Evidence Against Local Control of Intestinal Tissue Oxygenation by Myogenic Mechanisms
The proposed basis for the myogenic theory of local blood flow control is that vascular smooth muscle will actively contract if stretched by increased transmural pressure. Critical experiments to test the myogenic hypothesis have employed elevated venous pressure to raise transmural pressures in the microvasculature. In isolated loops of small bowel, elevated venous pressure has been reported to cause an increase in total resistance to blood flow (1). Subsequent studies of capillary filtration showed that the increase in resistance occurred on the precapillary side. Such resistance changes in response to elevated venous pressure are thought to result from a myogenic constriction of resistance vessels (2). In addition to resistance vessels, precapillary sphincters are thought to respond to elevated venous pressure. By measuring the rate of fluid filtration at various venous pressures, and by determining the isogravimetric capillary pressure with a stop-flow technique, Johnson (3) was able to calculate capillary filtration coefficients for small intestine. His study showed that, although the filtration rate increased with increased venous pressure as expected, the cal-cualted capillary filtration coefficients fell with increased venous pressure. The proposed mechanism to explain the reduction in capillary filtration coefficients was a myogenic constriction of precapillary sphincters in response to the increased venous pressure.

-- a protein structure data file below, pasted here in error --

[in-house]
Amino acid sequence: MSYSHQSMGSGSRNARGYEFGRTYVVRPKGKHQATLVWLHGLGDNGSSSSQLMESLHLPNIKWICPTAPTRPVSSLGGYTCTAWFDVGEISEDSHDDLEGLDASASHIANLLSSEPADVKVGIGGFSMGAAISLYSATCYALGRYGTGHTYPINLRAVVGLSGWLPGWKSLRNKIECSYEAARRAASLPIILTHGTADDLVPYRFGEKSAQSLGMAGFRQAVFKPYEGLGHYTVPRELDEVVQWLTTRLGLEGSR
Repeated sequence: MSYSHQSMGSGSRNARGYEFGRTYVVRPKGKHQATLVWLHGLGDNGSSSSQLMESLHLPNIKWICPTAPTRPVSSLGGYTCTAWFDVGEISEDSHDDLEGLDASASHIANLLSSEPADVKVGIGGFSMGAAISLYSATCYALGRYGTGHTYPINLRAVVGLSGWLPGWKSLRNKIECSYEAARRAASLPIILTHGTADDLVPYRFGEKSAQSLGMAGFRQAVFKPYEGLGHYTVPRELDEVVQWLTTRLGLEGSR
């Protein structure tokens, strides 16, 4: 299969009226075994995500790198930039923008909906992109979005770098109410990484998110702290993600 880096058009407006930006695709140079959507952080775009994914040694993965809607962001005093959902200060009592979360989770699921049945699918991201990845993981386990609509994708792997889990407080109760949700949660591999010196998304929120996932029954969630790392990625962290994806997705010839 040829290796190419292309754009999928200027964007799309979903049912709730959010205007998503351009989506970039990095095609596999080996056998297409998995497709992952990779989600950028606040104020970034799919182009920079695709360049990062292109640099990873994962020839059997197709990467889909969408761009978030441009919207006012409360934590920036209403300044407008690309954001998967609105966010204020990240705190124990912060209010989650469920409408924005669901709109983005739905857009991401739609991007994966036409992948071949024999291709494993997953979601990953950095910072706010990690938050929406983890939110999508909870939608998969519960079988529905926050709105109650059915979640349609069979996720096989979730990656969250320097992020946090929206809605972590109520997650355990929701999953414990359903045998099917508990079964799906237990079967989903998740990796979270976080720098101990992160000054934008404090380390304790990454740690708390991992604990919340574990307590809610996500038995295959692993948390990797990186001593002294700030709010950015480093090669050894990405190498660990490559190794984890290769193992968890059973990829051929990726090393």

KeywordsVenous Pressure Oxygen Extraction Myogenic Response Washout Curve Capillary Filtration
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